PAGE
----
I was born and grew up in the province. Four legged and feathered animals are part of the population. Without them around, you would feel the earth stood still.
Every household have at least chickens and pigs walking around the yard. Yes, pigs enjoyed their freedom in the province during our time. Cats and caged birds are window decors.
Feeding chickens was one of my father’s morning routine. Our front yard would be filled with chickens waiting for their morning food ration. Later in the morning, none would be left of them. They would be scattered all over the nearby farms and would come back later in the afternoon for to be fed again before hopping on the branches of the trees in our yard to rest for the night.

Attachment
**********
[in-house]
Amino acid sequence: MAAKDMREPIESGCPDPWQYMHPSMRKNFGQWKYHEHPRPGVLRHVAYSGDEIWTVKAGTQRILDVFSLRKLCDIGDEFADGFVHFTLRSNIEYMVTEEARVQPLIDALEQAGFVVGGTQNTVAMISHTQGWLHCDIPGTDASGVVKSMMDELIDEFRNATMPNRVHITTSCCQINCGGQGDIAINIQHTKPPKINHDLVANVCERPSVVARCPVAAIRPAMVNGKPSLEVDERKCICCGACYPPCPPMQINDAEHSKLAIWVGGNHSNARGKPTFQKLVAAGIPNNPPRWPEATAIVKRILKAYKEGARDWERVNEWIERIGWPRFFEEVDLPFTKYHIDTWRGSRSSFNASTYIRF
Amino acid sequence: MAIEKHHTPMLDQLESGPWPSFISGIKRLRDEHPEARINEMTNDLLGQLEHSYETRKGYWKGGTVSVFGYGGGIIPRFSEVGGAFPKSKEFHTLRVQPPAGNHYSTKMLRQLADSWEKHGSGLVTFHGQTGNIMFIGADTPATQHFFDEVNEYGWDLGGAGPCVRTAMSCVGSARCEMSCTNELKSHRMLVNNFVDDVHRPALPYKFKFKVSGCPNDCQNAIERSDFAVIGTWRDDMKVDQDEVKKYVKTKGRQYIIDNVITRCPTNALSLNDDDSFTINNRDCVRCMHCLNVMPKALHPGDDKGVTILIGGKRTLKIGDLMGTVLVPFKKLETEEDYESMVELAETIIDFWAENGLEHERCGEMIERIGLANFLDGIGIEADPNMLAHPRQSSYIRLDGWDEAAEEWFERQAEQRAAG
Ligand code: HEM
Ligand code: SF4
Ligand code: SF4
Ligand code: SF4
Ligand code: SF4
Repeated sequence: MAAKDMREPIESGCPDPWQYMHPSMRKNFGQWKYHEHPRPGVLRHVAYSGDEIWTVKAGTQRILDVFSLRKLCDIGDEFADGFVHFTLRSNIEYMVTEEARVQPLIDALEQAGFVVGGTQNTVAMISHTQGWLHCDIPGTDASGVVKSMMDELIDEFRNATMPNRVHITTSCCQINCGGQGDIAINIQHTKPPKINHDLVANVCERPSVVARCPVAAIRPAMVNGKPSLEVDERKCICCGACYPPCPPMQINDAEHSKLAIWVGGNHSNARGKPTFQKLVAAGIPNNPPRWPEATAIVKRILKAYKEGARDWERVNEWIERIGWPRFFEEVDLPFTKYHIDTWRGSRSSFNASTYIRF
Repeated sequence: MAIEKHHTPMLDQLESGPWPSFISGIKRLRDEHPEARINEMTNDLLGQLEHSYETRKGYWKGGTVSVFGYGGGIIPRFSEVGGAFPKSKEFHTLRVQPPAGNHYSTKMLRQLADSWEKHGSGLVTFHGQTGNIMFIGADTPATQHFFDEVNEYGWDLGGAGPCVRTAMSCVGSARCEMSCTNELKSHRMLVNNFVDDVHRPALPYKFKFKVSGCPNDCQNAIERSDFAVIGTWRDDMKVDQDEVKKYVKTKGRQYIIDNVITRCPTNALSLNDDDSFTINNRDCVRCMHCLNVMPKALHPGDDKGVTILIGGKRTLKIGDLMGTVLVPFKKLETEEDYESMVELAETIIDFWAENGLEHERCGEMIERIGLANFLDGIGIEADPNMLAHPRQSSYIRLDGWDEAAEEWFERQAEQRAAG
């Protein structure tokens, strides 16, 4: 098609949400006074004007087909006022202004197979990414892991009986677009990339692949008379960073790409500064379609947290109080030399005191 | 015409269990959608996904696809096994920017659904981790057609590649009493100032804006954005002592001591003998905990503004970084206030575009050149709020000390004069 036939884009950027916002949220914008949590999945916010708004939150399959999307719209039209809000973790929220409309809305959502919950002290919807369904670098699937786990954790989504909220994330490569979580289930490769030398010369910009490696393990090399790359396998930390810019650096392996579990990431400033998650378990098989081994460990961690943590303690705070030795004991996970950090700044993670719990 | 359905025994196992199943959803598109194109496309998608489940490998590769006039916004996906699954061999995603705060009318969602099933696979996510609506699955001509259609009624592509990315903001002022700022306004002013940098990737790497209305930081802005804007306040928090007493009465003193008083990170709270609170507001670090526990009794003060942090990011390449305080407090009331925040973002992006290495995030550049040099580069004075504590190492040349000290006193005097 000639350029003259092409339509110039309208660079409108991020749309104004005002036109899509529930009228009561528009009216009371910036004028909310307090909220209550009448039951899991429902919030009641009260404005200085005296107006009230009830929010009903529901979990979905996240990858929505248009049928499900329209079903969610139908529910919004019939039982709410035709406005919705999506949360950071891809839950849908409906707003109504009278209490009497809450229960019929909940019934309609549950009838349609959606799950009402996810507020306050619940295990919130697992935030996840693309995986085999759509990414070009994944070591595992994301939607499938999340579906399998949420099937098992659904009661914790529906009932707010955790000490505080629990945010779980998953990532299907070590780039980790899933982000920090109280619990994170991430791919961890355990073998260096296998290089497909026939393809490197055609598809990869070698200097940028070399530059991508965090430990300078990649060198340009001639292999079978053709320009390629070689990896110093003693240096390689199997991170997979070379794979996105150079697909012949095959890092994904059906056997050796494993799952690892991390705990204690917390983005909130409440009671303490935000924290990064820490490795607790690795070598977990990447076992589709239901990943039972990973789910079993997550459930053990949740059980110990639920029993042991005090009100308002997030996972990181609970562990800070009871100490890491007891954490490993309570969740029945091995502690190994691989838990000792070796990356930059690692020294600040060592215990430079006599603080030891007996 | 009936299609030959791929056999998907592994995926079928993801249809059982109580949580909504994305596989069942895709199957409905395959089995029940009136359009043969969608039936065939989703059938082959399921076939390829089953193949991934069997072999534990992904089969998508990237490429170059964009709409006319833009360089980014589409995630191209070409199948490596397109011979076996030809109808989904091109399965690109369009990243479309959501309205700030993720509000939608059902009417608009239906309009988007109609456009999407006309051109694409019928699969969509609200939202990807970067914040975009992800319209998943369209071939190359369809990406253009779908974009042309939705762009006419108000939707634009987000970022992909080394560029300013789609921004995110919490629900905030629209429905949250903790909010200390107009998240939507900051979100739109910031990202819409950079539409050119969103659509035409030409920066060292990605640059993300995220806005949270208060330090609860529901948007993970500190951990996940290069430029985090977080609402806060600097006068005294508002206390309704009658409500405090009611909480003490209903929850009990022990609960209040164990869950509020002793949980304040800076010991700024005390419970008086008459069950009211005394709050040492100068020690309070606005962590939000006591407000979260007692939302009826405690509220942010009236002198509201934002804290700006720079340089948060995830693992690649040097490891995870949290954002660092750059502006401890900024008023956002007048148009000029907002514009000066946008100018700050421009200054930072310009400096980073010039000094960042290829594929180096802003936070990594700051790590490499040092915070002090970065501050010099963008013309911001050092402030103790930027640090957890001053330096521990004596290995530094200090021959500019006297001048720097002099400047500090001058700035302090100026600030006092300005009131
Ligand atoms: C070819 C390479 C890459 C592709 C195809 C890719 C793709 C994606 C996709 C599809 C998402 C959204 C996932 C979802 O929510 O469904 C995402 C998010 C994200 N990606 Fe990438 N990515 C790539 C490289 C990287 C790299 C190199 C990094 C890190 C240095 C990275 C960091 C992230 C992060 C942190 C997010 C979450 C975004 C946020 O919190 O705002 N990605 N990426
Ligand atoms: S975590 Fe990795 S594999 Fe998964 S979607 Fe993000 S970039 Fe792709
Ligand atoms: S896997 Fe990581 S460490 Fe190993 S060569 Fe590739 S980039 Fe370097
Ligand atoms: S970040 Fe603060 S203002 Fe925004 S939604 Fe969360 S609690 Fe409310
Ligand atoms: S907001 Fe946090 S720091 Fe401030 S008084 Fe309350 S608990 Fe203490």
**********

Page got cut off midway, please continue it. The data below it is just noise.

No hens would be killed. Only roosters would end up in our dining table. This is our father’s hard rule. Hens lay eggs. Killing them would mean the end of multiplication. We spared only one rooster to spread his sperm to all the hens. Yes, one is enough.
Even with this killing rule, quite a number of roosters lived to survive in our yard. Nobody except our mother has the courage to end their lives. Without our mother, we wouldn’t have chicken meal on our dinner table.
There are six of us and our mother is the only woman in the family. If my father has the rule “no hens would be killed”, our mother has “all chickens are born to be killed”.